Much of Venezuela plunged into darkness Thursday evening, creating chaos as people struggled to navigate their way home amid what appeared to be one of the biggest blackouts yet in a country where power failures have become common.
Commuters took to the sidewalks in Caracas after subway service stopped and a snarl of cars jammed the streets with stoplights out.
State-owned electricity operator Corpoelec blamed the outage on what it called an "attack" on the Guri Dam, one of the world's largest hydroelectric stations and the cornerstone of Venezuela's electrical grid.
"We've been targeted again in the power war," Maj. Gen. Luis Motta, President Nicolas Maduro's minister of electrical power, said on state television.
Information Minister Jorge Rodriguez called the blackout a criminal act by right-wing extremists intent on creating chaos by leaving Venezuelans without power for several days. He said Maduro's government had defeated the "sabotage" and already restored power in the country's eastern region.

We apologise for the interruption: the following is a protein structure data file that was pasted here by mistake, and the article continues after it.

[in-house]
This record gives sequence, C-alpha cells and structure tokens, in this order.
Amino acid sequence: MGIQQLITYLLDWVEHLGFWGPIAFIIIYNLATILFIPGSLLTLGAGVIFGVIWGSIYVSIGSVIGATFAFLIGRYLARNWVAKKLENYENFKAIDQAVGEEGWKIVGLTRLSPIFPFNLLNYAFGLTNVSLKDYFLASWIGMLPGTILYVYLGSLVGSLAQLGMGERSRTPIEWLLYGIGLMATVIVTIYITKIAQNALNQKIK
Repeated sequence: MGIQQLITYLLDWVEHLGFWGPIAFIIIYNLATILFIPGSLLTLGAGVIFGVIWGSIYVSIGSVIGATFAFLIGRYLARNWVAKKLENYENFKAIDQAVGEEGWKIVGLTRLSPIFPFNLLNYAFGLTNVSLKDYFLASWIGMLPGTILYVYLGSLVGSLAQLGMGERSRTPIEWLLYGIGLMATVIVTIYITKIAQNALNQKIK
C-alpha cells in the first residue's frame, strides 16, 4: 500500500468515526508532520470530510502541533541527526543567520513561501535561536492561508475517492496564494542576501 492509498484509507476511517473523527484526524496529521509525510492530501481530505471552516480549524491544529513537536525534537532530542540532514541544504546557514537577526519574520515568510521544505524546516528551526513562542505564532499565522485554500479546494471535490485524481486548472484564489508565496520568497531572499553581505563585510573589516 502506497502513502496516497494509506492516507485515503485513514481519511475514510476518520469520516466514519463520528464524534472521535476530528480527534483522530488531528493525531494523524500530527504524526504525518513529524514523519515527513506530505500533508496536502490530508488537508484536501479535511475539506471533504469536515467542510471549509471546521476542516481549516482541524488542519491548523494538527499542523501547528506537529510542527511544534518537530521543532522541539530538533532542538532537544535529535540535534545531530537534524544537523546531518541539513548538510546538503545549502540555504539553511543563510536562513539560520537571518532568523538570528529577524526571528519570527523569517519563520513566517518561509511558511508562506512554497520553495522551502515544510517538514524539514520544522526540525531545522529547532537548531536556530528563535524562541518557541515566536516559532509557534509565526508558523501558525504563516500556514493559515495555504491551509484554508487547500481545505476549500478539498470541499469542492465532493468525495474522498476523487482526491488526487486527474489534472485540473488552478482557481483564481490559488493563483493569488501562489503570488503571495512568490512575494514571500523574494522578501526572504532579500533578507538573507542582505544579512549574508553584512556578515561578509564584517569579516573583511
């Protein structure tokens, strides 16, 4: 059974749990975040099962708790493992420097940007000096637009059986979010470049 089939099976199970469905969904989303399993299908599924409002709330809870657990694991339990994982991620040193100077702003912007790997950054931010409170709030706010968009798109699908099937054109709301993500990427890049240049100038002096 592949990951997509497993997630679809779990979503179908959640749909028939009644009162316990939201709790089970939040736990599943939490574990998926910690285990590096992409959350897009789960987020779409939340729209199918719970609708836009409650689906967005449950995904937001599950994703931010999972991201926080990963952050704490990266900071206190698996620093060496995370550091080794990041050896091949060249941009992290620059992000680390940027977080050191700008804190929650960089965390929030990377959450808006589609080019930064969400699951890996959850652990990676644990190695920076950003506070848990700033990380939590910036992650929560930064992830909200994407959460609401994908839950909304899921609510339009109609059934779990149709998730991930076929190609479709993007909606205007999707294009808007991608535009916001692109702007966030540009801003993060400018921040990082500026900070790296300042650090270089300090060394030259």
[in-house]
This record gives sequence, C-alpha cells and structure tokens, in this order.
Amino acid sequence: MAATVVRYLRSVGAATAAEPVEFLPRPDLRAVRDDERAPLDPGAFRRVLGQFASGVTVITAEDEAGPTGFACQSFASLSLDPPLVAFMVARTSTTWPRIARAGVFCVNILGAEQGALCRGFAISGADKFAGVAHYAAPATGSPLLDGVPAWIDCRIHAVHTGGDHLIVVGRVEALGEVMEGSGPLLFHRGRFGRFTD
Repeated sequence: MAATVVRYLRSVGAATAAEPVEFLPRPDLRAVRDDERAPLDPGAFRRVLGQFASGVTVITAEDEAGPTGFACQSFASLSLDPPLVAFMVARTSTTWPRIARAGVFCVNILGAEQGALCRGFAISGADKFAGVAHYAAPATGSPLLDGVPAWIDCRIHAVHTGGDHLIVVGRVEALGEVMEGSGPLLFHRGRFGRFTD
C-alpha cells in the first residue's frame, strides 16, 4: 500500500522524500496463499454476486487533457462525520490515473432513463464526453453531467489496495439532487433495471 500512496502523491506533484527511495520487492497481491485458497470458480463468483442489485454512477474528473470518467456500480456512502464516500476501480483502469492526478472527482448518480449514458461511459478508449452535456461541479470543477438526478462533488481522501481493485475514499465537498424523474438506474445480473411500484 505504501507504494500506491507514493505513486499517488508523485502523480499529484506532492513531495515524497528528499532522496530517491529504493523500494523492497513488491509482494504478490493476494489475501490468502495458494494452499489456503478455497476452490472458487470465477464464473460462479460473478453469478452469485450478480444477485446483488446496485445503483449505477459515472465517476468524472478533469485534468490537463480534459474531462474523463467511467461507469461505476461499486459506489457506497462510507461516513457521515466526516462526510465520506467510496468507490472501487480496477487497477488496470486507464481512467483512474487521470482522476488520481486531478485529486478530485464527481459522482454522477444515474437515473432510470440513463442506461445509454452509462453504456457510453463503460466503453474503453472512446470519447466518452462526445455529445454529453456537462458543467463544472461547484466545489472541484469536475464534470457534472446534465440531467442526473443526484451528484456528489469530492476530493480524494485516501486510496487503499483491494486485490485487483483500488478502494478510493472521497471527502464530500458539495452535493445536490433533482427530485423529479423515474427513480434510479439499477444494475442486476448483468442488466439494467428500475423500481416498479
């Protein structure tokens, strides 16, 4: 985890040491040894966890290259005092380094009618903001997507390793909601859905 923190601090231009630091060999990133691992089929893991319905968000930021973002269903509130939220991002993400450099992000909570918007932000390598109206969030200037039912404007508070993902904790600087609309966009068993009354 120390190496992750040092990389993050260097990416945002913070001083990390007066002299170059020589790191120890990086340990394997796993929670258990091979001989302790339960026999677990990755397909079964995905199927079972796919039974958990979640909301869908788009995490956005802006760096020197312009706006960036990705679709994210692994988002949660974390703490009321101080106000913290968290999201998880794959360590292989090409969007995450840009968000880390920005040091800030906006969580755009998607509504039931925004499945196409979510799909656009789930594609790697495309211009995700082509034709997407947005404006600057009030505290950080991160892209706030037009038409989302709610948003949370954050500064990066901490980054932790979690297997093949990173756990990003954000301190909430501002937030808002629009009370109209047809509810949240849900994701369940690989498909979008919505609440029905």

Officials did not indicate how much of Venezuela had lost power, though local media said nearly all of the country had been blacked out.
Motto said it would take "approximately three hours" for service to be fully restored, though patience was running thin as the blackout dragged on.
The outage comes as Venezuela is in the throes of a political struggle between Maduro and opposition leader Juan Guaido,
Trump's envoy vows sanctions on pro-Maduro banks
US President Trump's special representative for Venezuela pledged on Thursday that Washington would "expand the net" of sanctions on the South American nation, including more on banks supporting President Maduro's government.
"There will be more sanctions on financial institutions that are carrying out the orders of the Maduro regime," Elliott Abrams told a US Senate subcommittee hearing.
Abrams, a neoconservative who has long advocated an activist US role in the world, said he had been asking European banks to take steps to shield individual Venezuelans' assets from Maduro's government.
He did not name the banks.